Friday, 28 September 2018

RBG: Film Review

RBG: Film Review

Director: Betsy West, Julie Cohen

It's no surprise that in a post Me Too world, and a world where equality is less buzz word than enforced push for reality, that a film like RBG has blazed a trail.

Essentially, a straight down the line documentary (almost a little too dry in places to be frank), West and Cohen's look at what makes US Supreme Court Justice Ruth Bader Ginsburg tick is less about her, and more about the career path she's chosen.
RBG: Film Review

A small woman, wizened in her later years, but towering in her achievements, Ginsburg's often referred to as a Witch, icon and Anti-American in the same breath. But the energy that opens this doco, which sees Ginsburg working out to a pulsing rap beat, gives way to a rather traditional down-pat experience which looks at her past, her facing the rampant sexism of the 1950s workplace, and her desire to defy the patriarchy.

Early on, glimpses of Ginsburg's life provide a time capsule of a life gone by, and of challenges still in our current day world, but what West and Cohen do is partially jettison this in favour of defining the woman through her caseloads, and her trail-blazing legal cases aimed at getting parity and justice.

It's a commendable approach, but in truth, shots of court backgrounds, with audio from hearings brought to life on the screen in written form, do little to breathe life into this relative firecracker of a woman, and the film suffers a slightly didactic approach for it.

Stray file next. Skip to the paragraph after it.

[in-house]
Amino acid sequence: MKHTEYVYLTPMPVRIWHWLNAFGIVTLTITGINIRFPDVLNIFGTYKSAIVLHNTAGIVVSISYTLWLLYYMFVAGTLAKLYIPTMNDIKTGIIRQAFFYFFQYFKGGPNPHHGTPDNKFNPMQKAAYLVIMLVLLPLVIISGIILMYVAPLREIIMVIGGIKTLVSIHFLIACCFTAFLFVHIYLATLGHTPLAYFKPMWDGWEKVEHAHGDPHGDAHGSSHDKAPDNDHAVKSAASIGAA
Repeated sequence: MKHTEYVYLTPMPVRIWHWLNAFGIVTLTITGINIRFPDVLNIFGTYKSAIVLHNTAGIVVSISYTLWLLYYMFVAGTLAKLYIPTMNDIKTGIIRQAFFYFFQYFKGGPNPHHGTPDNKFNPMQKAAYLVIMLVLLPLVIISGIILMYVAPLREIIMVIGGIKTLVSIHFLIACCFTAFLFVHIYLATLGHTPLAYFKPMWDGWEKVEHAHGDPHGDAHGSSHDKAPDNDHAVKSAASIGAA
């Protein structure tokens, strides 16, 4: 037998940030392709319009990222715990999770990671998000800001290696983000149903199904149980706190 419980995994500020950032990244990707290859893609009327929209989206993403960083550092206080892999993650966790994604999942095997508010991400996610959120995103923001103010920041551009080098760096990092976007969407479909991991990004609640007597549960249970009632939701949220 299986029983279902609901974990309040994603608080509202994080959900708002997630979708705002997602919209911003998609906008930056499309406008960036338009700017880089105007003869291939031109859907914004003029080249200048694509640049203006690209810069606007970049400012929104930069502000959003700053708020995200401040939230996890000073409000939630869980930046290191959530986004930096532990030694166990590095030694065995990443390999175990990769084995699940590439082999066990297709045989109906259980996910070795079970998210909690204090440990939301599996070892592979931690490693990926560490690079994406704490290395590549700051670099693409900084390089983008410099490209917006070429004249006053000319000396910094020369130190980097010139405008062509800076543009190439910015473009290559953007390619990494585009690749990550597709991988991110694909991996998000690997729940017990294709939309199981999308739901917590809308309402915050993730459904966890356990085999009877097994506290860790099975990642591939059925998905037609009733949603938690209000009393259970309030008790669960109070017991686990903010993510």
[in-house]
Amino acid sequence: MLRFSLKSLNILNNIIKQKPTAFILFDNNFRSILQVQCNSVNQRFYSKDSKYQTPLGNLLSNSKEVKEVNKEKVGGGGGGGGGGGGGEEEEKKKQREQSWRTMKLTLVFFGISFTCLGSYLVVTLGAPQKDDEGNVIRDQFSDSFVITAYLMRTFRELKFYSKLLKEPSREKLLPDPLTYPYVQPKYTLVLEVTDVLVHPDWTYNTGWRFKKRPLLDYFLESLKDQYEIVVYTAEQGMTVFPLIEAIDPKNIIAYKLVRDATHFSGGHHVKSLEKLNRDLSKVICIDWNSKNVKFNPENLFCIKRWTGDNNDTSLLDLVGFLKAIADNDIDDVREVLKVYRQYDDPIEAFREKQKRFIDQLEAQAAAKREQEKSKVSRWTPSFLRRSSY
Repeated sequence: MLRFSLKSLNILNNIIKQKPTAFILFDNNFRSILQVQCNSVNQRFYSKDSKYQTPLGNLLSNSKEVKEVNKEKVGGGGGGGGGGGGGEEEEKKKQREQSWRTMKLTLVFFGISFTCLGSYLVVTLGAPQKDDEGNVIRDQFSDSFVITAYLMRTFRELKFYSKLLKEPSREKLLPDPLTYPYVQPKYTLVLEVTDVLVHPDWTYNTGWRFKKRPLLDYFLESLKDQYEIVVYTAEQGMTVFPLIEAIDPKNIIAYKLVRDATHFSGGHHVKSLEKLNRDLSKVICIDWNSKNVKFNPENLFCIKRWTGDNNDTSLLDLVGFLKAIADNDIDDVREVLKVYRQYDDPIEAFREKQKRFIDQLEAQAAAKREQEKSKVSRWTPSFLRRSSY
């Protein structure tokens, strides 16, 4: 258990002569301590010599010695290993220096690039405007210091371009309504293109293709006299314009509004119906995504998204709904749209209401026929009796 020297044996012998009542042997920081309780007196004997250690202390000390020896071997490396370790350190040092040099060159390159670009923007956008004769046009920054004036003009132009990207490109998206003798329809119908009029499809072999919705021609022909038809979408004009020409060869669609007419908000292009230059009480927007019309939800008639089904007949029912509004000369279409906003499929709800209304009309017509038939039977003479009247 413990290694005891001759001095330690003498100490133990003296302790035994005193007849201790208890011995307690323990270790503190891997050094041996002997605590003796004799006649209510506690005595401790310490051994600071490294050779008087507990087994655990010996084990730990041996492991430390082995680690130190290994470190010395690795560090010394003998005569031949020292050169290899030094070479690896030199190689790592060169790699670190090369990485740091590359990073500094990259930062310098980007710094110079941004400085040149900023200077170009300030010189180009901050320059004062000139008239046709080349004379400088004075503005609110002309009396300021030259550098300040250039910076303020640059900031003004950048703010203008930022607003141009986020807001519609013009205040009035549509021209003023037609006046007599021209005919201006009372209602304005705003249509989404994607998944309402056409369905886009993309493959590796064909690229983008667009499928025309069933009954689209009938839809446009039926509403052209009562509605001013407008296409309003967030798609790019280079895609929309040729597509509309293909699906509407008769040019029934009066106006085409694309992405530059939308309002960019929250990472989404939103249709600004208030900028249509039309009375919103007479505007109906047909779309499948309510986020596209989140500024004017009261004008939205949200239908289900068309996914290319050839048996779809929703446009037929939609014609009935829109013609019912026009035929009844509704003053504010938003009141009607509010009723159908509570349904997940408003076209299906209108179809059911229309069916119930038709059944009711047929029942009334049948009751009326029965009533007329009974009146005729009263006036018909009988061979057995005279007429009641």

RBG: Film Review

More effective are the moments when she talks about her husband Marty, whose support was unswerving, and their shared devotion which deeply humanises her. Equally, scenes of Ginsburg revelling in the Saturday Night Live skits of which she's the subject of from Kate McKinnon offer a scene of a wicked mind, freshly enticed by a present day she's helped create.

In truth, Cohen and West deliver a degree of hagiography with this, calling on the recognition of the Notorious RBG and drawing attention to the pathetic distance the US has come - but as a doco about Ruth Bader Ginsburg, it feels like the portrait's not quite finished, even if the broad strokes of her work and life are in place to create an outline, rather than a fully fleshed out figure.

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